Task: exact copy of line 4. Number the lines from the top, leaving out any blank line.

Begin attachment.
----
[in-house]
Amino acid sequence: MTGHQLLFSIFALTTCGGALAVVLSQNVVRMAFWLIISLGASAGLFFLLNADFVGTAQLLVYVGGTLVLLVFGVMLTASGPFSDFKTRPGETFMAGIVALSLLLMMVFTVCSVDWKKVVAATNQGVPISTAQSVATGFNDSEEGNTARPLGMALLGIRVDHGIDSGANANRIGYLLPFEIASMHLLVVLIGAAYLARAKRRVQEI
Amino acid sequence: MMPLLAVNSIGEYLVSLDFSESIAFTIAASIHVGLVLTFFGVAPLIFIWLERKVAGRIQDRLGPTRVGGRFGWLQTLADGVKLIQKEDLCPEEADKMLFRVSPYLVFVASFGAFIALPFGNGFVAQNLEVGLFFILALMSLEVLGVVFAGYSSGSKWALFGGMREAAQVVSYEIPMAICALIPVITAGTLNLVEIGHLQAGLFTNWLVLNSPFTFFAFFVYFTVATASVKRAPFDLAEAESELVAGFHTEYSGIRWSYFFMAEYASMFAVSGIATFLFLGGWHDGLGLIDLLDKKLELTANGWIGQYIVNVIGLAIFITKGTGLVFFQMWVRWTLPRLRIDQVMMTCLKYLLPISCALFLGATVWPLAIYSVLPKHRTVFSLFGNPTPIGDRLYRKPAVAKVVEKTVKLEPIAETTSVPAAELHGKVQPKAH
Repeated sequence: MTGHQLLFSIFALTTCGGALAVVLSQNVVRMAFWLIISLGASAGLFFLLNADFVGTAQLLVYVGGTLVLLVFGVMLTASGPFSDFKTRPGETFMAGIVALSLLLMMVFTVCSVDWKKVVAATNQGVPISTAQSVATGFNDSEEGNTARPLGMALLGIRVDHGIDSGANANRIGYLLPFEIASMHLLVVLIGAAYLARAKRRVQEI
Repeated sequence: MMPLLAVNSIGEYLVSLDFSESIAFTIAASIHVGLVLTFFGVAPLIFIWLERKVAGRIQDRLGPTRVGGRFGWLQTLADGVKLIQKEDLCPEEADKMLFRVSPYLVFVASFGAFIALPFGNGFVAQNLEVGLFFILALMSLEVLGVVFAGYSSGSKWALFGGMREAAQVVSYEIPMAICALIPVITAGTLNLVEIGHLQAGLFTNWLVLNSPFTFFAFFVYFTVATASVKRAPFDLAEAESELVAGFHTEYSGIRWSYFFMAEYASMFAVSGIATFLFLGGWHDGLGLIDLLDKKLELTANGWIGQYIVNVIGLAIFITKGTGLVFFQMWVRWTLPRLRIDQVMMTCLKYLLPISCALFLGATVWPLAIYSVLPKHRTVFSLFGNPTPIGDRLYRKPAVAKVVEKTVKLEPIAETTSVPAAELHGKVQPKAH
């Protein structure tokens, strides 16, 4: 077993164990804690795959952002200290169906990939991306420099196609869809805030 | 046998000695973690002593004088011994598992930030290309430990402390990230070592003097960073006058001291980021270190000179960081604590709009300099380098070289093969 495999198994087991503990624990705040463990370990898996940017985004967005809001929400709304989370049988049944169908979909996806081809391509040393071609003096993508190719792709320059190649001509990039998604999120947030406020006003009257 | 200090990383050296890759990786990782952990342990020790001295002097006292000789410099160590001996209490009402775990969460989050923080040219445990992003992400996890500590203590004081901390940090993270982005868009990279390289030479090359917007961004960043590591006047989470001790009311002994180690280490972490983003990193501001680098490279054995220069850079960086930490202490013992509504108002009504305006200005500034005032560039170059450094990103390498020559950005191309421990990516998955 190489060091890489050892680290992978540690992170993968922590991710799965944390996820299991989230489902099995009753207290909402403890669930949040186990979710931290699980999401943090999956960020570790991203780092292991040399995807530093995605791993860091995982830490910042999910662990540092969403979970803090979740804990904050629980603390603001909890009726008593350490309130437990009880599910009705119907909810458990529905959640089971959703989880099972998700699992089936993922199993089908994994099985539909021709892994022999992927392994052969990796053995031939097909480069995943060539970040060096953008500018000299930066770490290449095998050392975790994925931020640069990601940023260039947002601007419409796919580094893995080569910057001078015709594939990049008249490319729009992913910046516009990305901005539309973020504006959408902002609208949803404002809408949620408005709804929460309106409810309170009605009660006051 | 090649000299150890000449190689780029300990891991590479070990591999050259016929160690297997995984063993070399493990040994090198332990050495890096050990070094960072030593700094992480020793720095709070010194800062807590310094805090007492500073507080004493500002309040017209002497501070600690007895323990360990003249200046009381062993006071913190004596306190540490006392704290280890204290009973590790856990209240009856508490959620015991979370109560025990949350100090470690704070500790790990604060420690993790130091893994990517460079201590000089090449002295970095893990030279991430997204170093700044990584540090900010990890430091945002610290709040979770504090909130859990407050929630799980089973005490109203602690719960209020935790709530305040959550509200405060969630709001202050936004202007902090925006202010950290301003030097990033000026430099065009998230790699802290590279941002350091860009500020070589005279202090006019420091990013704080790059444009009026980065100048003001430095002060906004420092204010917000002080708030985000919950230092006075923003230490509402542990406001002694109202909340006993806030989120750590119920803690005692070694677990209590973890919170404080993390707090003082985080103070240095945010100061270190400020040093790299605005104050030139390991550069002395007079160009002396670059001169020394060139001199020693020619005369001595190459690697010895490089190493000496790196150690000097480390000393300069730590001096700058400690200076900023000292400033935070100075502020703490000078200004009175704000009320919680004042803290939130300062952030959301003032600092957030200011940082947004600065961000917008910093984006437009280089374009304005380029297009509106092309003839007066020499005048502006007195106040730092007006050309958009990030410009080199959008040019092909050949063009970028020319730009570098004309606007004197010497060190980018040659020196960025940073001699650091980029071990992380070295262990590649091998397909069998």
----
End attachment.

Repeated sequence: MTGHQLLFSIFALTTCGGALAVVLSQNVVRMAFWLIISLGASAGLFFLLNADFVGTAQLLVYVGGTLVLLVFGVMLTASGPFSDFKTRPGETFMAGIVALSLLLMMVFTVCSVDWKKVVAATNQGVPISTAQSVATGFNDSEEGNTARPLGMALLGIRVDHGIDSGANANRIGYLLPFEIASMHLLVVLIGAAYLARAKRRVQEI